Three days ago we reviewed the new EP from Italian face-melters Eyeconoclast, Sharpening Our Blades On the Mainstream. Eyeconoclast’s drummer is Mauro Mercurio, and his participation on the EP is one of the things that drew us to Eyeconoclast in the first place. Mercurio was the drummer for a phenomenal Roman death-metal band called Hour of Penance from about 1999 until 2010 and he’s been involved in other projects, as well as doing session work (e.g., he was the session drummer on Oracles (2009), the debut full-length by Fleshgod Apocalypse).
I’ve said before that I don’t know enough about the art of drumming to be a sophisticated critic of drum performances in extreme metal bands. I know what I enjoy hearing and I know when drumming makes an impression on me as I listen to a song and when it doesn’t particularly stand out, but my understanding isn’t much deeper than that. I’m also susceptible to a feeling of awe at sheer, unadulterated speed, especially when the performer is making use of the whole kit at a blazing pace.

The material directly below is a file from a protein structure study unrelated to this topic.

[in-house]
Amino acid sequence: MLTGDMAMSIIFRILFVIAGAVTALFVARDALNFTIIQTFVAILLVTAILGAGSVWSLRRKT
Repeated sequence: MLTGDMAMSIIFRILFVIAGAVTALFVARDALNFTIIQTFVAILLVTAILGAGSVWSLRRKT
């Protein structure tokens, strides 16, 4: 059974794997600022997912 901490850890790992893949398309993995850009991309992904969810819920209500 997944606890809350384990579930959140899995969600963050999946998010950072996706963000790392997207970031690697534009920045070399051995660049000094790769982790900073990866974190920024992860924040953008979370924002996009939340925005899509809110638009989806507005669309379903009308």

Mercurio is one of those drummers who leaves my mouth hanging open, drooling slightly, with a cretinous glazed look in my eyes. I got that gap-mouthed, glazed look this morning when I saw a video that Mercurio put up on YouTube yesterday. It shows him laying down the drum track — in one take — for the title song on that Eyeconoclast EP. According to Mercurio’s note accompanying the video, the tempo of the whole song is 300 beats per minute (bpm). If my math is right, that’s 5 beats per second. This seems very fast to me. The normal resting heart rate is between 60 and 100 beats per minute. Can the human heart beat at 300 bpm without exploding?
Mercurio also notes that in this recording, there were no triggers on the snares or toms and no studio editing on the drum track. Watch this shit after the jump, and in case you missed the song itself when we reviewed the EP a few days ago, you can hear that after the jump, too.